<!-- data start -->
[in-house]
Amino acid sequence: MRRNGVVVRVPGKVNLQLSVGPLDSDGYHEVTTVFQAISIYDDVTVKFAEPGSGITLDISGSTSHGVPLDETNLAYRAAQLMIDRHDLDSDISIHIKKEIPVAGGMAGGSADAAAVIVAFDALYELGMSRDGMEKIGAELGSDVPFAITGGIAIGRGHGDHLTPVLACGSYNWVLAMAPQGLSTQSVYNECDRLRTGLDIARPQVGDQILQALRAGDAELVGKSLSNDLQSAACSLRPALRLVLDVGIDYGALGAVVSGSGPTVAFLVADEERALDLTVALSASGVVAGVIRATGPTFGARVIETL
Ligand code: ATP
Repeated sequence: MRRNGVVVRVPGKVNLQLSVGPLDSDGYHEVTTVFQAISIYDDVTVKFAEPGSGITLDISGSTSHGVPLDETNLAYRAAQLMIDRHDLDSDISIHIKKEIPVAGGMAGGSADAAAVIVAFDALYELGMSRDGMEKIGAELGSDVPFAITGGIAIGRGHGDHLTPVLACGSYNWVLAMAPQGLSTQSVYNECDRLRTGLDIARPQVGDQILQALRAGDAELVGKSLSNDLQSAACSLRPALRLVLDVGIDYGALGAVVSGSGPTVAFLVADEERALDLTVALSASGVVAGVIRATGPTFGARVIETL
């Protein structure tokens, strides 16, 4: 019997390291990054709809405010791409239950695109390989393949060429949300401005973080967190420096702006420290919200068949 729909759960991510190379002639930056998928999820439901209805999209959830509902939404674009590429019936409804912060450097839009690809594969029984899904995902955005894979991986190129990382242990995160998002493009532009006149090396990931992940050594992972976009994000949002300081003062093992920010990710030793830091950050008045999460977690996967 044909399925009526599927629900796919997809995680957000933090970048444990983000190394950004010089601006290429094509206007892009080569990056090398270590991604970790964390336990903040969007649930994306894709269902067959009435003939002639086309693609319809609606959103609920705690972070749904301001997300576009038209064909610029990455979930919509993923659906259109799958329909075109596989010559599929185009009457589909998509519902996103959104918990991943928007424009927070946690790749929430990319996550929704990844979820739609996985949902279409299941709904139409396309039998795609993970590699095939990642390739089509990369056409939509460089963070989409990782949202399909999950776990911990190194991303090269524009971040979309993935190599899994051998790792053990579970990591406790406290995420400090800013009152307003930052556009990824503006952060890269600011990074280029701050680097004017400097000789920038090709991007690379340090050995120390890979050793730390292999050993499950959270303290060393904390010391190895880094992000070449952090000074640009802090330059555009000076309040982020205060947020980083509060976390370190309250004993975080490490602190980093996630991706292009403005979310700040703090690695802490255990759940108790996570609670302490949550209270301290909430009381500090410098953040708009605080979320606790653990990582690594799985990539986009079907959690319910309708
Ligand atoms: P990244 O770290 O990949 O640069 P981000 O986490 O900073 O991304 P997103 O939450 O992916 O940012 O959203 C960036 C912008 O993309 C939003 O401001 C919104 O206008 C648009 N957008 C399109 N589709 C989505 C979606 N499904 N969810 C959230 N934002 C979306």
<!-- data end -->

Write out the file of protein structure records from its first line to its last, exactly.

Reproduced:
[in-house]
Amino acid sequence: MRRNGVVVRVPGKVNLQLSVGPLDSDGYHEVTTVFQAISIYDDVTVKFAEPGSGITLDISGSTSHGVPLDETNLAYRAAQLMIDRHDLDSDISIHIKKEIPVAGGMAGGSADAAAVIVAFDALYELGMSRDGMEKIGAELGSDVPFAITGGIAIGRGHGDHLTPVLACGSYNWVLAMAPQGLSTQSVYNECDRLRTGLDIARPQVGDQILQALRAGDAELVGKSLSNDLQSAACSLRPALRLVLDVGIDYGALGAVVSGSGPTVAFLVADEERALDLTVALSASGVVAGVIRATGPTFGARVIETL
Ligand code: ATP
Repeated sequence: MRRNGVVVRVPGKVNLQLSVGPLDSDGYHEVTTVFQAISIYDDVTVKFAEPGSGITLDISGSTSHGVPLDETNLAYRAAQLMIDRHDLDSDISIHIKKEIPVAGGMAGGSADAAAVIVAFDALYELGMSRDGMEKIGAELGSDVPFAITGGIAIGRGHGDHLTPVLACGSYNWVLAMAPQGLSTQSVYNECDRLRTGLDIARPQVGDQILQALRAGDAELVGKSLSNDLQSAACSLRPALRLVLDVGIDYGALGAVVSGSGPTVAFLVADEERALDLTVALSASGVVAGVIRATGPTFGARVIETL
């Protein structure tokens, strides 16, 4: 019997390291990054709809405010791409239950695109390989393949060429949300401005973080967190420096702006420290919200068949 729909759960991510190379002639930056998928999820439901209805999209959830509902939404674009590429019936409804912060450097839009690809594969029984899904995902955005894979991986190129990382242990995160998002493009532009006149090396990931992940050594992972976009994000949002300081003062093992920010990710030793830091950050008045999460977690996967 044909399925009526599927629900796919997809995680957000933090970048444990983000190394950004010089601006290429094509206007892009080569990056090398270590991604970790964390336990903040969007649930994306894709269902067959009435003939002639086309693609319809609606959103609920705690972070749904301001997300576009038209064909610029990455979930919509993923659906259109799958329909075109596989010559599929185009009457589909998509519902996103959104918990991943928007424009927070946690790749929430990319996550929704990844979820739609996985949902279409299941709904139409396309039998795609993970590699095939990642390739089509990369056409939509460089963070989409990782949202399909999950776990911990190194991303090269524009971040979309993935190599899994051998790792053990579970990591406790406290995420400090800013009152307003930052556009990824503006952060890269600011990074280029701050680097004017400097000789920038090709991007690379340090050995120390890979050793730390292999050993499950959270303290060393904390010391190895880094992000070449952090000074640009802090330059555009000076309040982020205060947020980083509060976390370190309250004993975080490490602190980093996630991706292009403005979310700040703090690695802490255990759940108790996570609670302490949550209270301290909430009381500090410098953040708009605080979320606790653990990582690594799985990539986009079907959690319910309708
Ligand atoms: P990244 O770290 O990949 O640069 P981000 O986490 O900073 O991304 P997103 O939450 O992916 O940012 O959203 C960036 C912008 O993309 C939003 O401001 C919104 O206008 C648009 N957008 C399109 N589709 C989505 C979606 N499904 N969810 C959230 N934002 C979306």